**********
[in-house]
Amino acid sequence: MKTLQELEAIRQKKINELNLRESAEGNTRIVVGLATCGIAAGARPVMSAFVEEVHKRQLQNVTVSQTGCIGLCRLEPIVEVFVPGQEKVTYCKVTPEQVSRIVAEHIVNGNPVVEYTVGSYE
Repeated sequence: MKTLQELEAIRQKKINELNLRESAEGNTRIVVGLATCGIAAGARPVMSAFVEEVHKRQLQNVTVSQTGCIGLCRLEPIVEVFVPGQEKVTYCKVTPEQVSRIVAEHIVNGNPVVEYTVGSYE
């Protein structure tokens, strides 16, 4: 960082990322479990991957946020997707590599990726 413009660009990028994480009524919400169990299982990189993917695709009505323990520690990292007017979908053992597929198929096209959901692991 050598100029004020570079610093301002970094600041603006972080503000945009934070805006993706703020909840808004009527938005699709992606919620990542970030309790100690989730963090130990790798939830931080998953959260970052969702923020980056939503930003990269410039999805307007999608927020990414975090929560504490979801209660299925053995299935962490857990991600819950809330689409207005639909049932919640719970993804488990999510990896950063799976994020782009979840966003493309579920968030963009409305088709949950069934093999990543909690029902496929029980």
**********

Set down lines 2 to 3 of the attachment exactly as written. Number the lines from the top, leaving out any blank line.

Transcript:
Amino acid sequence: MKTLQELEAIRQKKINELNLRESAEGNTRIVVGLATCGIAAGARPVMSAFVEEVHKRQLQNVTVSQTGCIGLCRLEPIVEVFVPGQEKVTYCKVTPEQVSRIVAEHIVNGNPVVEYTVGSYE
Repeated sequence: MKTLQELEAIRQKKINELNLRESAEGNTRIVVGLATCGIAAGARPVMSAFVEEVHKRQLQNVTVSQTGCIGLCRLEPIVEVFVPGQEKVTYCKVTPEQVSRIVAEHIVNGNPVVEYTVGSYE